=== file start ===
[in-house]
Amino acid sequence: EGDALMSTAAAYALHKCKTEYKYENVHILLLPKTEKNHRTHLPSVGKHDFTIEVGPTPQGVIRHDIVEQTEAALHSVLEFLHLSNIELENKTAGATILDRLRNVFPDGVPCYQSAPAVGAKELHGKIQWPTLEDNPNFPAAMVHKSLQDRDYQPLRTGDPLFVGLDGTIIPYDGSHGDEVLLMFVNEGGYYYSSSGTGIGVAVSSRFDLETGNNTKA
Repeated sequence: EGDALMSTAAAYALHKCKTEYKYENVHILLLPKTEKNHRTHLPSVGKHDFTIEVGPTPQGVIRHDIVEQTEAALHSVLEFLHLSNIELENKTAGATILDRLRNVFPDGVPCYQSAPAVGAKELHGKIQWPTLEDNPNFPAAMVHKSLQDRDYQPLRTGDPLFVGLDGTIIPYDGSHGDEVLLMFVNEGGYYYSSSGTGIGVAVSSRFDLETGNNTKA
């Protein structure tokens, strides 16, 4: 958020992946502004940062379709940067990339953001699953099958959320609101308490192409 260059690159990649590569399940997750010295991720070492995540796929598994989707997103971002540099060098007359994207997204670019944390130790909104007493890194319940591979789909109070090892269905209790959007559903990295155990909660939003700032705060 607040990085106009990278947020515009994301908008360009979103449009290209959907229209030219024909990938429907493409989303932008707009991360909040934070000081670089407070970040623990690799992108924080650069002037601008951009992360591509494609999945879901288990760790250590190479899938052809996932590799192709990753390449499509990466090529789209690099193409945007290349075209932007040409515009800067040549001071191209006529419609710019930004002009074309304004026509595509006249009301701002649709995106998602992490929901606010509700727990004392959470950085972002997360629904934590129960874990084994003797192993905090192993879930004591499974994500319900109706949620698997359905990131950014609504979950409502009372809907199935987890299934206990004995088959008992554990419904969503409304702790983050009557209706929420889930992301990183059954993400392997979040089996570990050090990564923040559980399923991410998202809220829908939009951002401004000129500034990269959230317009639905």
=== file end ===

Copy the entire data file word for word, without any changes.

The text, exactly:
[in-house]
Amino acid sequence: EGDALMSTAAAYALHKCKTEYKYENVHILLLPKTEKNHRTHLPSVGKHDFTIEVGPTPQGVIRHDIVEQTEAALHSVLEFLHLSNIELENKTAGATILDRLRNVFPDGVPCYQSAPAVGAKELHGKIQWPTLEDNPNFPAAMVHKSLQDRDYQPLRTGDPLFVGLDGTIIPYDGSHGDEVLLMFVNEGGYYYSSSGTGIGVAVSSRFDLETGNNTKA
Repeated sequence: EGDALMSTAAAYALHKCKTEYKYENVHILLLPKTEKNHRTHLPSVGKHDFTIEVGPTPQGVIRHDIVEQTEAALHSVLEFLHLSNIELENKTAGATILDRLRNVFPDGVPCYQSAPAVGAKELHGKIQWPTLEDNPNFPAAMVHKSLQDRDYQPLRTGDPLFVGLDGTIIPYDGSHGDEVLLMFVNEGGYYYSSSGTGIGVAVSSRFDLETGNNTKA
């Protein structure tokens, strides 16, 4: 958020992946502004940062379709940067990339953001699953099958959320609101308490192409 260059690159990649590569399940997750010295991720070492995540796929598994989707997103971002540099060098007359994207997204670019944390130790909104007493890194319940591979789909109070090892269905209790959007559903990295155990909660939003700032705060 607040990085106009990278947020515009994301908008360009979103449009290209959907229209030219024909990938429907493409989303932008707009991360909040934070000081670089407070970040623990690799992108924080650069002037601008951009992360591509494609999945879901288990760790250590190479899938052809996932590799192709990753390449499509990466090529789209690099193409945007290349075209932007040409515009800067040549001071191209006529419609710019930004002009074309304004026509595509006249009301701002649709995106998602992490929901606010509700727990004392959470950085972002997360629904934590129960874990084994003797192993905090192993879930004591499974994500319900109706949620698997359905990131950014609504979950409502009372809907199935987890299934206990004995088959008992554990419904969503409304702790983050009557209706929420889930992301990183059954993400392997979040089996570990050090990564923040559980399923991410998202809220829908939009951002401004000129500034990269959230317009639905």